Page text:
Every project is different and every window of time is different. This also becomes a major issue when it comes to paying supervisors because frequently supervisors are paid a very low fee for a very long production window, and so part of what the Guild is trying to do is help supervisors get a sense of what are appropriate fees and how they can navigate that and to some degree also educate the community as a whole about what our job is … People have a sensitivity towards what is actually involved, they’re not just throwing out random numbers and they’re not trying to get as much as they can for as little as they can, but recognizing that there is an art and craft to the profession and that having a strong supervisor who is able to really focus on your project is a really valuable commodity.
You have a number of credits that include Six Feet Under, Breaking Bad, The Walking Dead, Better Call Saul and many more. How do you know what kind of music to incorporate according to the story and characters? It is said that you create ‘mix tapes’ for each character, can you elaborate?
It is a very collaborative effort … When I work on any project, I look for what makes that project unique and I discuss with the filmmakers what it is that they’re trying to express and how we can possibly do that. Some of that is them telling me, and some of that is me suggesting to them. [There are] different factors, depending on the project. In the case of Breaking Bad or Better Call Saul, we have the same team on both projects, which is wonderful because we’ve been working together now for over a decade, but at the same time we did a very different approach to Better Call Saul than we did to Breaking Bad … That also applies to Dave Porter, the composer: he has a very different palette of sound and in many ways a very different approach to the project.
Every project is very unique. Six Feet Under was very much about a Los Angeles-based family-run funeral home with younger people, meaning people in their 20s, both a teenager as well as two brothers in their early 20s, you’re able to explore music of their generation. We also had the mother Ruth, who is in her early 60s, [there was] the ghost of the father and his sense of music and the many different characters that were introduced into the story, so we were able to explore, Gary Calamar, partner and I, many different approaches to music …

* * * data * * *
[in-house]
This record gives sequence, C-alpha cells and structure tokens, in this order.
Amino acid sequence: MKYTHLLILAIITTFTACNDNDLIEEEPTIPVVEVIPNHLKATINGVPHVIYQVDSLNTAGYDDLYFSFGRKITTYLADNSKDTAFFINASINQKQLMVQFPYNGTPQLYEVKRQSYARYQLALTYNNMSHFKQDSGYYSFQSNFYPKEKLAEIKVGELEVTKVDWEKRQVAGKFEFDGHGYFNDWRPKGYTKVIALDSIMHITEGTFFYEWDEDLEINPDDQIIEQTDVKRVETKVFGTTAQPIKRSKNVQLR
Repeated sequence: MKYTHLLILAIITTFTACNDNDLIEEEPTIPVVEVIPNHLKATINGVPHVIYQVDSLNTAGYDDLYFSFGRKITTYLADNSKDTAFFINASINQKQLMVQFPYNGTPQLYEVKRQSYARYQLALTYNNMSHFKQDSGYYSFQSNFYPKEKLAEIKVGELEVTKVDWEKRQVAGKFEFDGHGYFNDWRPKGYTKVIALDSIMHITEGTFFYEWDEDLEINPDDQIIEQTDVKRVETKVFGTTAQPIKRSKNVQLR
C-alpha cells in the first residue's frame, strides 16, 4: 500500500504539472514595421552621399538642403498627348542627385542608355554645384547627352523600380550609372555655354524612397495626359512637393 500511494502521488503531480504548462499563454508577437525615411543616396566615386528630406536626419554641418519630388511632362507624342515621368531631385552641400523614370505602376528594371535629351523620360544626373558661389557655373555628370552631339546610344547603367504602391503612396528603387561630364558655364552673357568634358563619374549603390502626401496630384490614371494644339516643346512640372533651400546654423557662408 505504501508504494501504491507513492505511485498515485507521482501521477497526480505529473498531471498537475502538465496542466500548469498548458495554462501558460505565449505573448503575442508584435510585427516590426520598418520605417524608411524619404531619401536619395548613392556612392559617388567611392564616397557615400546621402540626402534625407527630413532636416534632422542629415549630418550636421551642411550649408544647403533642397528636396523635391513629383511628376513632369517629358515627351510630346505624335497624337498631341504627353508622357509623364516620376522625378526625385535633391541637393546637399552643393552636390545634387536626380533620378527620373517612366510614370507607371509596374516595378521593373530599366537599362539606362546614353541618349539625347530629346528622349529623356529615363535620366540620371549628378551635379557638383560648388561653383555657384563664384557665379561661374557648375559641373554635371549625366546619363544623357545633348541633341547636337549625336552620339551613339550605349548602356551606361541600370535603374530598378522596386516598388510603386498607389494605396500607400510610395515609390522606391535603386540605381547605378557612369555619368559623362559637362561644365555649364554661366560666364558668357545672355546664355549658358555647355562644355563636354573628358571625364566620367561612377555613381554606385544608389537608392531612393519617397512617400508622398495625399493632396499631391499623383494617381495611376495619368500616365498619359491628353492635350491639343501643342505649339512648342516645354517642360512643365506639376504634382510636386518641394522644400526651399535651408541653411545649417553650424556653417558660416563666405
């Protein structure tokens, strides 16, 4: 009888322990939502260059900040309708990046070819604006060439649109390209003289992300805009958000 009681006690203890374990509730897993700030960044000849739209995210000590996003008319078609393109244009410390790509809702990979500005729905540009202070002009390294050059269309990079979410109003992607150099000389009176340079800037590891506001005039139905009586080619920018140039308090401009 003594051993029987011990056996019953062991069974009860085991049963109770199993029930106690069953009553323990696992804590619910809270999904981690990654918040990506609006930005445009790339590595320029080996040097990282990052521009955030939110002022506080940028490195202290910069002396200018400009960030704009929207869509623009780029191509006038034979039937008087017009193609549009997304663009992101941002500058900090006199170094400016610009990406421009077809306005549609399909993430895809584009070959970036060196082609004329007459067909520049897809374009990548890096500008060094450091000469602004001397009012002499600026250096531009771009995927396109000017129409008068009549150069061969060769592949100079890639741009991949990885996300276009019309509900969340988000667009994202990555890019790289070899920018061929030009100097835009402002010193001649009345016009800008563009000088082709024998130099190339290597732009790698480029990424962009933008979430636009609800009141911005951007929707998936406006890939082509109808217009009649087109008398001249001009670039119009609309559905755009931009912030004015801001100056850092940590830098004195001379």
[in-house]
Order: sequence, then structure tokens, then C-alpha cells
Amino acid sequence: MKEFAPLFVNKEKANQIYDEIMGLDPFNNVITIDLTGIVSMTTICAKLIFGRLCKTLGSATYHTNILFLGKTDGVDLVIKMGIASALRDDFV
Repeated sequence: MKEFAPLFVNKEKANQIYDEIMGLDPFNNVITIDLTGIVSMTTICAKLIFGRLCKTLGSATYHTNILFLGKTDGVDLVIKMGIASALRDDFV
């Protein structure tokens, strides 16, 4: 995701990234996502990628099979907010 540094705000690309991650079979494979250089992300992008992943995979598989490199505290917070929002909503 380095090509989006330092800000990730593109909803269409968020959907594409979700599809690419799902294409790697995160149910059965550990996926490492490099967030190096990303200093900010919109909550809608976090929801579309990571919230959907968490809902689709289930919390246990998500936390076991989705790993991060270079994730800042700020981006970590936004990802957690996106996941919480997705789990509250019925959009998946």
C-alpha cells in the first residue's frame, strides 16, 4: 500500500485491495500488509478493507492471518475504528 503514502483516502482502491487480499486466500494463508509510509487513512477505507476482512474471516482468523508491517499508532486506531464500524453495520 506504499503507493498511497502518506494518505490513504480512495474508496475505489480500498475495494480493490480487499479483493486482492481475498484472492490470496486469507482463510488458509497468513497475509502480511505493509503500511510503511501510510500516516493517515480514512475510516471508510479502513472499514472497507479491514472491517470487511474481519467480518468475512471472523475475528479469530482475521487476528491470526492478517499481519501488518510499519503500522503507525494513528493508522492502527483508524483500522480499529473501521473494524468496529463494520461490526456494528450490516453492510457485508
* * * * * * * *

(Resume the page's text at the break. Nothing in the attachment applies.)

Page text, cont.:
It was perfect for us, too, because we both came through KCRW, which is a radio station here in LA, and [we] would be very much in the pocket of the character’s listening experience. We were able to explore music [that] we were already listening to and playing on the radio, into that show as was appropriate and we were very much learning about storytelling since early in our careers. As it came to Breaking Bad, we had a completely different location, very different story in Albuquerque, New Mexico. I took a trip out, when I was first hired, to Albuquerque and literally sat in everything from bodegas to little taquerias, to convenience stores, to warehouses, every place that could possibly have music playing. Whether it was music for workers, whether it was music for customers, whether it was music that was just playing in a cab as I was driving around, it really gave me a sense of what the sound of Albuquerque was … Helping to stitch a palette of sounds and ideas that were, for me, what I thought Albuquerque could be, so we could give it a reality and give it a consistency … You really had a sense of time and place with music even in the subtle background. That was a very different kind of project.
Then there was Halt and Catch Fire, a 1980s-era story about technology, and we had very kind of avant-garde, forward-thinking characters, and we were able to delineate each one of them individually, into very different people and tell their stories with their own relationship to music. It was a very exciting opportunity to kind of explore these different worlds and go through a huge selection of music, that I have, and my team has, to try to find the best ideas to articulate the story as we could.